Rating: 5 out of 5.

Theatre in London has survived Cromwellian abolition, plague and two world wars, so it should come as no surprise, as we take our first baby steps into post-Covid normality, that the West End will return to its rightful place at the summit of the capital’s cultural scene. Of course, those producing plays in 2021 are not the same people who hoofed and sang their way through the Blitz as the bombs fell in their hundreds, but that glorious thread of the-show-must-go-on resilience was defiantly on display from masked-up punters and staff as we NHS-apped our way into the Duchess Theatre for a play set in the midst of another devastating pandemic, four decades past.

In Cruise, the uber-talented Jack Holden doesn’t just do all the voices, he sings all the songs, dances all the dances and cracks all the jokes

Are you old enough to remember Jackanory, the teatime children’s TV series where top talent like Bernard Cribbins and Kenneth Williams told stories and DID ALL THE VOICES? Well, in Cruise, the uber-talented Jack Holden doesn’t just do all the voices, he sings all the songs, dances all the dances and cracks all the jokes in this self-penned one man show which takes us on a white knuckle ride through the Soho of the 1980s as HIV and AIDS begin to exact their terrible toll on the gay scene.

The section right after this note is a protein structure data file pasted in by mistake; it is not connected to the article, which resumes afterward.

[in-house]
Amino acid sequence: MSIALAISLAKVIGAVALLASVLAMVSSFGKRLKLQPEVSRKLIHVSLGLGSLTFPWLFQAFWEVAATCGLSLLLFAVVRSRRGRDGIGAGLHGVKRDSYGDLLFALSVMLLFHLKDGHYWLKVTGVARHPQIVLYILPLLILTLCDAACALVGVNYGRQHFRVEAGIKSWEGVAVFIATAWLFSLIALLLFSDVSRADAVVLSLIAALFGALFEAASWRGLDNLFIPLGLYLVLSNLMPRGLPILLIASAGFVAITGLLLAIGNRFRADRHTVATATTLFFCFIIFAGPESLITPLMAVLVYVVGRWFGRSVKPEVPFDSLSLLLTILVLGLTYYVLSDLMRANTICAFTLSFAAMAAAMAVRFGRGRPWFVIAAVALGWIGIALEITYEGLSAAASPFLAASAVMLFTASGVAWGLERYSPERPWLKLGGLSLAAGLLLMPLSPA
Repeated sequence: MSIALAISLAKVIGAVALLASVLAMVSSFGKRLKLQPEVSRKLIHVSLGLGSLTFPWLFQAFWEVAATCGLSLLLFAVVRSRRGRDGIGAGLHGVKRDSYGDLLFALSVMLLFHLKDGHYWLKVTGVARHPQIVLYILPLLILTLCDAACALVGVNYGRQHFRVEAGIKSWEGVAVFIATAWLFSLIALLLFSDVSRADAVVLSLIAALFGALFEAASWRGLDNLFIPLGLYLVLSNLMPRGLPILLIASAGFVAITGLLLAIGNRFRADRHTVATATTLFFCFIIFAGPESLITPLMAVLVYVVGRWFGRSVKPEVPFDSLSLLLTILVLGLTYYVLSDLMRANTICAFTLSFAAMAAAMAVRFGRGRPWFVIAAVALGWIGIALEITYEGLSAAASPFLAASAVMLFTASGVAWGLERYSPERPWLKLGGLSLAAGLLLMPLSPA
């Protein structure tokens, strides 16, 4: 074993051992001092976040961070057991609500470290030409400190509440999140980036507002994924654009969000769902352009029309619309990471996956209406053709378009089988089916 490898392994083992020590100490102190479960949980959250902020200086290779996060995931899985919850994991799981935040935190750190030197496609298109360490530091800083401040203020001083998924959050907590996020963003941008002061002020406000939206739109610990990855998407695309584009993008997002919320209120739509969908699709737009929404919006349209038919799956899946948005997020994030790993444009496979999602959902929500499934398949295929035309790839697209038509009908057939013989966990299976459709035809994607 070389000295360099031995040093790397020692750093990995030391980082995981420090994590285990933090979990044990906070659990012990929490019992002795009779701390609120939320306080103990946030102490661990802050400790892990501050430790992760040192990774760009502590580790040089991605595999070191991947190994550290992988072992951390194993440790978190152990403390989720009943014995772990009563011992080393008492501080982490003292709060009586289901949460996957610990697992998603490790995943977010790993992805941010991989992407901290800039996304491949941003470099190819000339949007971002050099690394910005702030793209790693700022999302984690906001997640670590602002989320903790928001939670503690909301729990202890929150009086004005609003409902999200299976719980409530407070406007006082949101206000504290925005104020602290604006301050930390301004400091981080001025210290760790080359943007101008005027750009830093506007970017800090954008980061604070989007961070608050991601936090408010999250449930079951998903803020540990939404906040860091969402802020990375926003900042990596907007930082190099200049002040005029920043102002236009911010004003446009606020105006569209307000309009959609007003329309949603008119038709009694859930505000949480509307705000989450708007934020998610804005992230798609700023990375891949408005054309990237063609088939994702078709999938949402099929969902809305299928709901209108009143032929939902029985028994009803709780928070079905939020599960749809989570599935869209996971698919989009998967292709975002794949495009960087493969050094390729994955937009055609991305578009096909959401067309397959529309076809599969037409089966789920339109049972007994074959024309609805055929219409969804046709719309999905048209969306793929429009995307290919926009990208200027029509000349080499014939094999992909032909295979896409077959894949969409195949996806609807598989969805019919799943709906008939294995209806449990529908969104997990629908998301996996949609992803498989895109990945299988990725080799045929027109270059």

Masterpiece.

Did I say one man show? That’s not quite true: Cruise would not be the masterpiece it undoubtedly is without John Elliot’s musical direction. Elliot’s original compositions are intrinsic to the action, a soundtrack not only evocative of the era but a pitch-perfect reflection of the emotional rollercoaster ride of the piece: joy, despair and everything in between.

Here’s the set up: Tom, a young, green, and trashed-from-the-night-before Switchboard volunteer, finds himself alone in the listening service’s phone room. He takes a call from Michael who tells the story of what was supposed to be his last night on Earth, 29th February 1988. He and his partner had been diagnosed HIV positive on 29th February 1984 and given four years to live so his time, according to the prognosis, was up.

Camp old queens.

You don’t need to have been around in the 80s to recognise the characters we meet along the way: eccentric old women draped in manky fur, hedonistic party boys, camp old queens with vicious tongues and kindly hearts, straight men wanking off in the public bogs…all queer life is here, and all brought to vivid, technicolor life by Holden’s on point characterisations. 

In this age of “OK boomer”, where the experiences of the older generation are often maligned, it was good to see, after hearing Michael’s story, Tom’s new found respect for the fellow Switchboard volunteer who he’d previously dismissed as a bit of a weirdo. But, ultimately, this is a tale of resilience: despite the suffering, the deaths and the heartache, Michael, like London theatre, is still here.

Cruise is on at the Duchess Theatre. For tickets visit www.CruiseThePlay.co.uk.

Check out our review of It’s a Sin here.

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